We can’t tell you what the right choice is because we’re not vets, each dog and their situation is different, and we don’t know your girl. But you do. And once you figure out what is most important to you both, you can then make a more informed decision

      We hope this helps!

  3. Tamara Dunn on May 16, 2018 at 6:49 am

    Hello, I have a male Irish Wolfhound going through CHOP for Lymphoma. We also have a still growing young adult and a 6 month old puppy in the home. We separate our male for the first 72 hours after chemo, allowing him access to our family room, dog room and outdoor concrete pad through a dog door for elimination. We’ve previously hosed down the pad after spraying with a hydrogen peroxide cleaner and allowing it to sit, but I’m not sure if this actually does any good and I’m still unsure about letting the growing dogs use that part of our yard ever. What is the best way to manage the situation to allow them access to our dog yard, particularly during inclement weather? How long do the metabolites stay active on concrete? How worried should I be about their growth being damaged by cytotoxic waste residue? Thanks!

    • DogCancerBlog on May 17, 2018 at 10:11 am

      Hello Tamara, thanks for writing. Unfortunately, we don’t necessarily know for SURE how long these metabolites stay active. As Dr. D points out in the chapter on Cancer Causes, pharmaceuticals in our water system in the U.S. are a real (unaddressed) problem.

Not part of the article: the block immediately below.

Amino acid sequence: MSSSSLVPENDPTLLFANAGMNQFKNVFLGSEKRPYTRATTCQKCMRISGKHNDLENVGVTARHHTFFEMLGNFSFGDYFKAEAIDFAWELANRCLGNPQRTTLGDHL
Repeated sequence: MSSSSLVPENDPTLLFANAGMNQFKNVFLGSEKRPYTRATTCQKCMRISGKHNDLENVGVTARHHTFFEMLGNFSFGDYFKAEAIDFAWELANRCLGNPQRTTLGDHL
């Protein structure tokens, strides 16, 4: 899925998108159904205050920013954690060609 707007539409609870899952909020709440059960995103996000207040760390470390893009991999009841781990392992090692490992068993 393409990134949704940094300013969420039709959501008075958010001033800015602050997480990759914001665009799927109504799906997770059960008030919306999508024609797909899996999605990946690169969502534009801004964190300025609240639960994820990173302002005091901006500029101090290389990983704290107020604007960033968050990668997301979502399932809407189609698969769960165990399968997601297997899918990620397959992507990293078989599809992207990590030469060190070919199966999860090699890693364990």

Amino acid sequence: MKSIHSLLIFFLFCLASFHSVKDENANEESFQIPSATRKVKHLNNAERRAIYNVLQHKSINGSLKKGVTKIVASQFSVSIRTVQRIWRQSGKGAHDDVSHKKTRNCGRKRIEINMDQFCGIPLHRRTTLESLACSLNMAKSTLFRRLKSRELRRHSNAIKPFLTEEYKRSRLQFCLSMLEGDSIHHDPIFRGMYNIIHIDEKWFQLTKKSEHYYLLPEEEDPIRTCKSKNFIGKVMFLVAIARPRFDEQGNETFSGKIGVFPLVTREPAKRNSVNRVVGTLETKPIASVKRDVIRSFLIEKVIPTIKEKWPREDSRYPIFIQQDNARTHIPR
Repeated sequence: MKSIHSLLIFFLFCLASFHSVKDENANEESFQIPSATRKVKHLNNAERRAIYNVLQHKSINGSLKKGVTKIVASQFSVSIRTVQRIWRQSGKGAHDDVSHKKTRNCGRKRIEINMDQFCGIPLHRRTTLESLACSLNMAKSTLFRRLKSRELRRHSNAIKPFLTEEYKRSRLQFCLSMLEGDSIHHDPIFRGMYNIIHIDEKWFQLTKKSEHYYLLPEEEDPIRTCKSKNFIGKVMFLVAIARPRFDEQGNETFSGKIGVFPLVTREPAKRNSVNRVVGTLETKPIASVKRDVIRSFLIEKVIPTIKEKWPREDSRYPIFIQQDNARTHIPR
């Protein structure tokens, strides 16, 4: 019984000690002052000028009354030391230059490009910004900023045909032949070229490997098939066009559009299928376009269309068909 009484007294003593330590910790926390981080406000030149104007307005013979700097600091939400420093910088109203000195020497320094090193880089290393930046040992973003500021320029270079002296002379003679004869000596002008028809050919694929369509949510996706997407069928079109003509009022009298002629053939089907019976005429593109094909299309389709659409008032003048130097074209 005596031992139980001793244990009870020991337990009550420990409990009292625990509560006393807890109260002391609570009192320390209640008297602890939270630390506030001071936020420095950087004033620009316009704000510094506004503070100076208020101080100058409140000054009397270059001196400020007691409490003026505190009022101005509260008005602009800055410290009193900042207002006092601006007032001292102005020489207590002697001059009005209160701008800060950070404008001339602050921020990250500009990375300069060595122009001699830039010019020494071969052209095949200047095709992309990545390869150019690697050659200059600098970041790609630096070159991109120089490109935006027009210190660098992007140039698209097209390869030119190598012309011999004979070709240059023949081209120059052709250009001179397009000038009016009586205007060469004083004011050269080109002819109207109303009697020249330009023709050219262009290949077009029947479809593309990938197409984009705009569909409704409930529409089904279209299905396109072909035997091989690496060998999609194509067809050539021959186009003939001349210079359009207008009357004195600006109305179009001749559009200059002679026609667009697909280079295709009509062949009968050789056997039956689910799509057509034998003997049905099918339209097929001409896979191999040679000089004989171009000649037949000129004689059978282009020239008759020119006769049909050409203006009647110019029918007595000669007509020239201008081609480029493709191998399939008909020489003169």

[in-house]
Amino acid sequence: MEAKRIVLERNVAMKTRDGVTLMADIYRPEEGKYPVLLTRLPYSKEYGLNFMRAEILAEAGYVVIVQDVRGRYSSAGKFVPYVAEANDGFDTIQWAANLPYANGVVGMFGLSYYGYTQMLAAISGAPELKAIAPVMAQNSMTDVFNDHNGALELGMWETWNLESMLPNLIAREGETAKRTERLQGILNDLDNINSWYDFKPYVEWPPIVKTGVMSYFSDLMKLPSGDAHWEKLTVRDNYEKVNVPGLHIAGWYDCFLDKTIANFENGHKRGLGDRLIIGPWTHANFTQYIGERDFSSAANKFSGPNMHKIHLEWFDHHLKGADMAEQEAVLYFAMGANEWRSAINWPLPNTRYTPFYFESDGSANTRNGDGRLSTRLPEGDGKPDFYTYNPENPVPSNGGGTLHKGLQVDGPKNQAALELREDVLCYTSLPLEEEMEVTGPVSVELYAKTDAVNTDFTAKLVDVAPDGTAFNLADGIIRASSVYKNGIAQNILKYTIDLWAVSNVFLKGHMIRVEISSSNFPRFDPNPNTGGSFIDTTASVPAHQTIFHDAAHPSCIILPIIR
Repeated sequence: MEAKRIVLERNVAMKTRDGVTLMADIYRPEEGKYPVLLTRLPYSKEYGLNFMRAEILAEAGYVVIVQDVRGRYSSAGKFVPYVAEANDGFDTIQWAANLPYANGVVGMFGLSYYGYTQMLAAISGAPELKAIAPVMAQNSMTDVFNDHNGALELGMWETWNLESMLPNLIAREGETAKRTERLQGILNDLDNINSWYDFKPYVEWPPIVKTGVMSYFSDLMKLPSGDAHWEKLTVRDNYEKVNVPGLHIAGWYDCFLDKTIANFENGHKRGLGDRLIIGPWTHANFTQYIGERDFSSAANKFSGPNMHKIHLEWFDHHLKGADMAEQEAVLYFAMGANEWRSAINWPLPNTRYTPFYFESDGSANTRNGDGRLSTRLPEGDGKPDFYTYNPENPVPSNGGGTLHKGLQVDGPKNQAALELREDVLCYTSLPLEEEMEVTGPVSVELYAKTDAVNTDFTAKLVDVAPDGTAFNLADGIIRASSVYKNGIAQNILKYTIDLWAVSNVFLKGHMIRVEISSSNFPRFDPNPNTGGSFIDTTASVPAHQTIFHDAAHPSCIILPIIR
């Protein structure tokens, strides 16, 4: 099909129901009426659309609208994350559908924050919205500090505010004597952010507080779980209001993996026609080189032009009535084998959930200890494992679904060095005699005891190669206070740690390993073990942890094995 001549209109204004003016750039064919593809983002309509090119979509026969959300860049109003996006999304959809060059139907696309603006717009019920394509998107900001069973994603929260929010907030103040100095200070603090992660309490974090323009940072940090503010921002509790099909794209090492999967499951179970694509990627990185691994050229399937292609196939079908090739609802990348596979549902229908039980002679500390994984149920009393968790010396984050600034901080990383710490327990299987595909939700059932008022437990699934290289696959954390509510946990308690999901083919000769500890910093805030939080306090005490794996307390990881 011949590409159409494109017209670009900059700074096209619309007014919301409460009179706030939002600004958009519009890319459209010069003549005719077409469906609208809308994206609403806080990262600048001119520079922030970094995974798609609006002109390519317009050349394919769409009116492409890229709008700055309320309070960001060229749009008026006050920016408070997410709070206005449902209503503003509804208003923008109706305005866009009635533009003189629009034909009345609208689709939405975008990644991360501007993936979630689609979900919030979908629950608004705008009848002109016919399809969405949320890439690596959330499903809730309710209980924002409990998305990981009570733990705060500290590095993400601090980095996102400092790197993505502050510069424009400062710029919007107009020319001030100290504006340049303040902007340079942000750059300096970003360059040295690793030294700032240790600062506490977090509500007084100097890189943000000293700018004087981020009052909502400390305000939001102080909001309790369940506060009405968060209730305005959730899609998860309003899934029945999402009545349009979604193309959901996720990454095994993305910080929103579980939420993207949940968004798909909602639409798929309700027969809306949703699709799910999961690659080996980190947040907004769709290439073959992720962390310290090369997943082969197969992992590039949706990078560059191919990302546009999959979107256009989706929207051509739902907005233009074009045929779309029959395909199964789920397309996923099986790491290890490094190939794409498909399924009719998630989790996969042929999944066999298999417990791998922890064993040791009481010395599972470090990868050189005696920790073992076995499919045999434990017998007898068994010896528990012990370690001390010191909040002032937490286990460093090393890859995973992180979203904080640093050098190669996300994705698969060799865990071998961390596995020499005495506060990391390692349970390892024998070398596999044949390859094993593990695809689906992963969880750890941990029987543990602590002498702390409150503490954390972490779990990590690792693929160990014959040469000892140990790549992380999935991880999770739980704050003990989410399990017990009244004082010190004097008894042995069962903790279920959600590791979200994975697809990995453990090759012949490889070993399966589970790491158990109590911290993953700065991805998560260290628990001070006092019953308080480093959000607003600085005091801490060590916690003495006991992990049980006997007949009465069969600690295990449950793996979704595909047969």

Drugs can stay active for a very long time before they break down, and even drugs that have been metabolized by our bodies (or in this case your dog’s body) can still be active in part, even after they pass. As Dr. Ettinger (Dr. Dressler’s oncologist co-author and the author of this article) points out, you don’t want to get paranoid about these things, but you have to take safety into account.

      In general, the way you are cleaning sounds about right, although detergent (soap, even dishsoap) might be a good thing to add. Also, if your big guy can pee on the grass, it would be easier for the urine to drain. We assume you are picking up feces immediately and throwing away the tightly sealed bag.

      Meanwhile, keeping your younger dogs away from your big guy’s restroom while he is on chemo is a good idea. But keep in mind that we all do the best we can! Next time you visit your oncologist, you might ask about your current protocol and ask if that is a good plan, just to be sure. We hope that helps.

      • Tamara Dunn on May 17, 2018 at 5:53 pm

        Thank you! I’ll ask for more clarity at his next appointment.

  4. ierneiw on May 16, 2018 at 6:37 am

    Hello, I have a male Irish Wolfhound going through CHOP for Lymphoma. We also have a still growing young adult and a 6 month old puppy in the home. We separate our male for the first 72 hours after chemo, allowing him access to our family room, dog room and outdoor concrete pad through a dog door for elimination. We’ve previously hosed down the pad after spraying with a hydrogen peroxide cleaner and allowing it to sit, but I’m not sure if this actually does any good and I’m still unsure about letting the growing dogs use that part of our yard ever. What is the best way to manage the situation to allow them access to our dog yard, particularly during inclement weather? How long do the metabolites stay active on concrete? How worried should I be about their growth being damaged by cytotoxic waste residue? Thanks!